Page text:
The Team Alpha Male product never had to test his submission defense against da Silva, a Brazilian jiu-jitsu black belt once regarded as the top 125-pound talent in the world.
“I landed a good shot and a good knee to the body that hurt him as well, and I had to finish him off,” Benavidez said.
The Las Cruces, N.M., native improved to 3-0 thus far in 2013, adding his finish of da Silva to earlier victories over Ian McCall and Darren Uyenoyama. Still, the WEC veteran refused to demand another chance at championship gold.
“I’m not the type to bark for a title shot,” he said. “I’m just trying to get better every day, but I think I’ve proven I can beat and finish the top guys in the division.”
Hallmann Survives Body Kicks, Submits Trinaldo
Piotr Hallmann made his first UFC appearance a memorable one, submitting Francisco Trinaldo with a kimura 3:50 into the second round of their lightweight encounter to earn his 10th consecutive victory.
For a round, Trinaldo (13-3, 3-2 UFC) did his best to give the Pole a rude welcome to the promotion, as he punished Hallmann repeatedly with left kicks to the body, one of which dropped his opponent. The Brazilian was unable to finish, however, and Hallmann (14-1, 1-0 UFC) was able to capitalize when fatigue took over in round two.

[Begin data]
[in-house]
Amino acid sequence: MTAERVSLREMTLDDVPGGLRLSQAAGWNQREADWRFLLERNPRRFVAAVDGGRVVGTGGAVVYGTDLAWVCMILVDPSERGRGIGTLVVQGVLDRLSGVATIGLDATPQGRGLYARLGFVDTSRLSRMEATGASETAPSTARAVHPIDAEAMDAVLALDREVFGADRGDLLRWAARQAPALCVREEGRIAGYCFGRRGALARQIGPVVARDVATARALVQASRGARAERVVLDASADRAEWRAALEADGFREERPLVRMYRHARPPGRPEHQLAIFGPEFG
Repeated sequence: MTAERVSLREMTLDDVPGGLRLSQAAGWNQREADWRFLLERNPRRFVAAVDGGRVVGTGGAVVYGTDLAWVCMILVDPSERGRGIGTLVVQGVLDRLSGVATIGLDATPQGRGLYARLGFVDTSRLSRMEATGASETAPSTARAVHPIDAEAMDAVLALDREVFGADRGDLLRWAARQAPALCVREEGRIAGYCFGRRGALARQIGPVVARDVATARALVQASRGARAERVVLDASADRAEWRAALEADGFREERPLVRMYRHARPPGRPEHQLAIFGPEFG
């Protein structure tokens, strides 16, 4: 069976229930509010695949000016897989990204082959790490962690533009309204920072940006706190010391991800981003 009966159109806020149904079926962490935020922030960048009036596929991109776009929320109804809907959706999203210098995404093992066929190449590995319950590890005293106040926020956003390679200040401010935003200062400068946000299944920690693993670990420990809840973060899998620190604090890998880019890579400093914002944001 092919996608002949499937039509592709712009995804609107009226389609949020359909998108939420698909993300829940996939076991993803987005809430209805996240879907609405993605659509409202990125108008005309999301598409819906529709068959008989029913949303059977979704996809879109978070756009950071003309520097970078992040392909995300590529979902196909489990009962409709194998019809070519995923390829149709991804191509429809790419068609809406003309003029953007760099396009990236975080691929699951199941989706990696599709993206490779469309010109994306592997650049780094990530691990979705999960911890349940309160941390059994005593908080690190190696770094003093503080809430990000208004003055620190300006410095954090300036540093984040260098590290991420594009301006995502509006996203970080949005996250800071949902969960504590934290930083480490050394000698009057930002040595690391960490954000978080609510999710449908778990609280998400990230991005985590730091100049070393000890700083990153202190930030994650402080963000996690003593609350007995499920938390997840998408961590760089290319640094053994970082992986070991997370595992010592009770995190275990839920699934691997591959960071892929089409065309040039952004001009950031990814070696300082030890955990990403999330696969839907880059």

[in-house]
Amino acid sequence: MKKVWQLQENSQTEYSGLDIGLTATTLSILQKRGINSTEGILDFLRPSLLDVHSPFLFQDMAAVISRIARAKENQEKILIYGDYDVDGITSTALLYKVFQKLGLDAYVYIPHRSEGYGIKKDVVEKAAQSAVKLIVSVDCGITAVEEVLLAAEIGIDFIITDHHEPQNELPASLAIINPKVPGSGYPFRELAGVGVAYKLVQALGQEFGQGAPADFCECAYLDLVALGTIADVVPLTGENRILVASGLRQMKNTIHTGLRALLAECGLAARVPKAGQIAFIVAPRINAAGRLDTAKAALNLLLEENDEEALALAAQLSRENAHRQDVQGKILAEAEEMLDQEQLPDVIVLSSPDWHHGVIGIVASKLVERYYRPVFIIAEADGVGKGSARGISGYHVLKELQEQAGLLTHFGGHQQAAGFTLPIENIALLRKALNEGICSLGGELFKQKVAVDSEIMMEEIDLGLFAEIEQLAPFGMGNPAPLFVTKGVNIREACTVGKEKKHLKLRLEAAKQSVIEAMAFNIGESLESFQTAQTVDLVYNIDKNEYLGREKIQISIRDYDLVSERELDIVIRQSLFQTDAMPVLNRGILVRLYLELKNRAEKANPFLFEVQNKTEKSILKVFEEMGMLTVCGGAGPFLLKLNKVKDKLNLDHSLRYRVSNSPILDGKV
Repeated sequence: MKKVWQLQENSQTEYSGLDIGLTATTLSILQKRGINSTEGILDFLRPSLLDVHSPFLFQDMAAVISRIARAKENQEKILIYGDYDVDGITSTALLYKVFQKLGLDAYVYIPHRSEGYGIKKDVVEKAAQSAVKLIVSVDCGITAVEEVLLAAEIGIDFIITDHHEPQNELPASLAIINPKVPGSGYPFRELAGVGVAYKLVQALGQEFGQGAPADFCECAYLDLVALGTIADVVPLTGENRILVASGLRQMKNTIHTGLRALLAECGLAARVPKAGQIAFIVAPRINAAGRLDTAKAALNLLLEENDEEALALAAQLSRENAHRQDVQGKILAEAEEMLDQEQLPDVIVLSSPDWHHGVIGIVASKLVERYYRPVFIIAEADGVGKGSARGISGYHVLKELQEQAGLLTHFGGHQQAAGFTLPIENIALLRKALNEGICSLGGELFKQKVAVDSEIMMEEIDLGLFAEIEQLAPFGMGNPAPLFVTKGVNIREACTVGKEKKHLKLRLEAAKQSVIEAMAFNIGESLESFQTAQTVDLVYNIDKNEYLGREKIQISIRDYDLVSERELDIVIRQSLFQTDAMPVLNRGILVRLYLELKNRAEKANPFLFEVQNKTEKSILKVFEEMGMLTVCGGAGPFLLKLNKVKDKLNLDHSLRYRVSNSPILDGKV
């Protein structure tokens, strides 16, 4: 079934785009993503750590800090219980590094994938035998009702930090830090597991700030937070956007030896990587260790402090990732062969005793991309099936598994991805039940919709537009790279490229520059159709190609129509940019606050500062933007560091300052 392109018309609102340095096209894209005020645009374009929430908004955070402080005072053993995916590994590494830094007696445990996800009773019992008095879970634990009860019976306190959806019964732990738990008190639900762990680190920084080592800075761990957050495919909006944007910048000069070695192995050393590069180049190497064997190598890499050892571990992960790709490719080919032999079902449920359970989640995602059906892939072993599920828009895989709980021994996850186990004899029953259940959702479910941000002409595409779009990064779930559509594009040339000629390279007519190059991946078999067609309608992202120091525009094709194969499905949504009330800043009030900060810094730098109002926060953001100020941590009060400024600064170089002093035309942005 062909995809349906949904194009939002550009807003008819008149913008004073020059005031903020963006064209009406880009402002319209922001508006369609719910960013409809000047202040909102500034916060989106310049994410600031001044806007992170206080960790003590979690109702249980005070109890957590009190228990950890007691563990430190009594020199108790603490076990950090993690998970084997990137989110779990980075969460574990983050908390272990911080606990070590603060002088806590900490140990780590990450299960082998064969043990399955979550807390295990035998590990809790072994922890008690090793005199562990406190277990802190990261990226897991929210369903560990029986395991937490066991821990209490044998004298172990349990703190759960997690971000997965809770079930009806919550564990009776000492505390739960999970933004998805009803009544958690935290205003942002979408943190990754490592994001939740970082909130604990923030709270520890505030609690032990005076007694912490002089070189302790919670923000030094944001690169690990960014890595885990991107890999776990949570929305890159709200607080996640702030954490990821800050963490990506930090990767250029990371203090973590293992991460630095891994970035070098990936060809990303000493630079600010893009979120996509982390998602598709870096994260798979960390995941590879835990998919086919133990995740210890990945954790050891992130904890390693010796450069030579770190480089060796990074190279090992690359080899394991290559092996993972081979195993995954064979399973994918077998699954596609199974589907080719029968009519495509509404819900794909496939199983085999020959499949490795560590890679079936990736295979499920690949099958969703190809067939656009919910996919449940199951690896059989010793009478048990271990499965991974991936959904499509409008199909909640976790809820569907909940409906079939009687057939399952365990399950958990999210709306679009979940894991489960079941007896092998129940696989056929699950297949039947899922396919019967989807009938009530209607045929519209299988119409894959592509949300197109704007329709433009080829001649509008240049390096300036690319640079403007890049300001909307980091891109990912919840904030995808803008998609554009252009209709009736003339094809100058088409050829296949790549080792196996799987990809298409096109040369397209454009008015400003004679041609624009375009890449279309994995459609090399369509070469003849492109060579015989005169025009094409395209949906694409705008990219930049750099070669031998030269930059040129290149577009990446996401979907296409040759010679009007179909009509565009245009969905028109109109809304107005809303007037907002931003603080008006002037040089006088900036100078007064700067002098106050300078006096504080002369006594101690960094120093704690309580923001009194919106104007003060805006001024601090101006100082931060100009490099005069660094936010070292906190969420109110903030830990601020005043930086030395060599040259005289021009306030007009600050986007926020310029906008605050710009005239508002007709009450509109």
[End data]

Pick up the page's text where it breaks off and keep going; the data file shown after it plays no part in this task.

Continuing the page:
A failed double leg against the fence expended whatever energy Trinaldo had left, and Hallmann responded by landing elbows from top position. From there, the Polish lightweight framed a kimura, passing from half guard to side control and eventually stepping over his adversary’s head, giving Trinaldo no choice but to ask out of the fight.
Natal Outpoints ‘TUF 17’ Alum Troeng
Rafael Natal keeps finding ways to win. Relying on heavy hands and an active top game, the Brazilian took a unanimous verdict (30-27, 30-27, 29-28) over Tor Troeng in a featured middleweight bout, his fifth UFC triumph in his last six outings.
While the bout featured its share of back-and-forth grappling exchanges, it was Natal’s (17-4-1, 5-2-1 UFC) power that proved to be the difference. “Sapo” dropped his Swedish opponent with punches in both the first and second rounds and appeared to on the verge of earning a stoppage in the second stanza with a furious barrage of
punches and hammerfists on the mat.
Troeng (16-5-1, 1-1 UFC) was plenty resilient, however, as he maintained his composure enough survive the assault and eventually take Natal’s back.
Having spent a considerable amount of energy looking for the finish, Natal’s pace slowed in round three, but he was still able to finish the contest in top position to clinch the victory.
Debuting Bagautinov Blasts Pancini
Ali Bagautinov enjoyed a spectacular Octagon debut, knocking out “Ultimate Fighter: Brazil” alum Marcos Vinicius Borges Pancini with a thunderous straight right and follow-up standing to ground strikes. The end came 3:28 into the final frame of the flyweight bout and was the Russian sambo specialist’s third consecutive victory by knockout or technical knockout.
Bagautinov (11-2, 1-0 UFC) lived up to his explosive reputation in round one, dropping Pancini (20-5-1, 1-2 UFC) with a big punch against the fence and swarming for the finish on the ground.
While Pancini would ultimately survive that initial assault, he was unable to avoid his opponent’s power in the decisive final frame.